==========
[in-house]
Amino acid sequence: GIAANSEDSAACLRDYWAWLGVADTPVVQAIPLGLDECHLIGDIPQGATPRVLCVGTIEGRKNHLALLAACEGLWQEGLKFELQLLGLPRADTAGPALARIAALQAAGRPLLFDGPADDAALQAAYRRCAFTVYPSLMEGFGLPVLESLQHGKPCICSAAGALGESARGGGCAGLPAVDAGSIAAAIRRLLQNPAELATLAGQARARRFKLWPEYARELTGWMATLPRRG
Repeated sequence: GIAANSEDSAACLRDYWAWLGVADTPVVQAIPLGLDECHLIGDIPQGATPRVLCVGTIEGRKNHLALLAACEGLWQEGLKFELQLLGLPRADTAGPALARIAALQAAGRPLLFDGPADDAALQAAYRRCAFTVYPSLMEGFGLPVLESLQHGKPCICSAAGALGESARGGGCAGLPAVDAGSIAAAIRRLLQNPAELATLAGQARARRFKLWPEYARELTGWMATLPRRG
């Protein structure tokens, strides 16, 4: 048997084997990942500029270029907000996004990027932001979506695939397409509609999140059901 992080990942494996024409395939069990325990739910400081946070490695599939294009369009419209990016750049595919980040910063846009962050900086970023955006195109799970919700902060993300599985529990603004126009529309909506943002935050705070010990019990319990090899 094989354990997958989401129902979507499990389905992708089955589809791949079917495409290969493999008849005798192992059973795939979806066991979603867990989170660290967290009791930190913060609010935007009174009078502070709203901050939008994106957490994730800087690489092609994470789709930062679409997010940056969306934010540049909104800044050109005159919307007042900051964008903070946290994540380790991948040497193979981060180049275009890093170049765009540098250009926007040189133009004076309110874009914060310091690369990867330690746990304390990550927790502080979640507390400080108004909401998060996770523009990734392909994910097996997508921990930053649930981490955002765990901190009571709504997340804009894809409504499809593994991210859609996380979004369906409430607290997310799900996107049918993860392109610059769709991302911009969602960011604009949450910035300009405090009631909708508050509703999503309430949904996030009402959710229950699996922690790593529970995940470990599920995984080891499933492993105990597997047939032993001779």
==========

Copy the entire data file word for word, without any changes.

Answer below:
[in-house]
Amino acid sequence: GIAANSEDSAACLRDYWAWLGVADTPVVQAIPLGLDECHLIGDIPQGATPRVLCVGTIEGRKNHLALLAACEGLWQEGLKFELQLLGLPRADTAGPALARIAALQAAGRPLLFDGPADDAALQAAYRRCAFTVYPSLMEGFGLPVLESLQHGKPCICSAAGALGESARGGGCAGLPAVDAGSIAAAIRRLLQNPAELATLAGQARARRFKLWPEYARELTGWMATLPRRG
Repeated sequence: GIAANSEDSAACLRDYWAWLGVADTPVVQAIPLGLDECHLIGDIPQGATPRVLCVGTIEGRKNHLALLAACEGLWQEGLKFELQLLGLPRADTAGPALARIAALQAAGRPLLFDGPADDAALQAAYRRCAFTVYPSLMEGFGLPVLESLQHGKPCICSAAGALGESARGGGCAGLPAVDAGSIAAAIRRLLQNPAELATLAGQARARRFKLWPEYARELTGWMATLPRRG
């Protein structure tokens, strides 16, 4: 048997084997990942500029270029907000996004990027932001979506695939397409509609999140059901 992080990942494996024409395939069990325990739910400081946070490695599939294009369009419209990016750049595919980040910063846009962050900086970023955006195109799970919700902060993300599985529990603004126009529309909506943002935050705070010990019990319990090899 094989354990997958989401129902979507499990389905992708089955589809791949079917495409290969493999008849005798192992059973795939979806066991979603867990989170660290967290009791930190913060609010935007009174009078502070709203901050939008994106957490994730800087690489092609994470789709930062679409997010940056969306934010540049909104800044050109005159919307007042900051964008903070946290994540380790991948040497193979981060180049275009890093170049765009540098250009926007040189133009004076309110874009914060310091690369990867330690746990304390990550927790502080979640507390400080108004909401998060996770523009990734392909994910097996997508921990930053649930981490955002765990901190009571709504997340804009894809409504499809593994991210859609996380979004369906409430607290997310799900996107049918993860392109610059769709991302911009969602960011604009949450910035300009405090009631909708508050509703999503309430949904996030009402959710229950699996922690790593529970995940470990599920995984080891499933492993105990597997047939032993001779």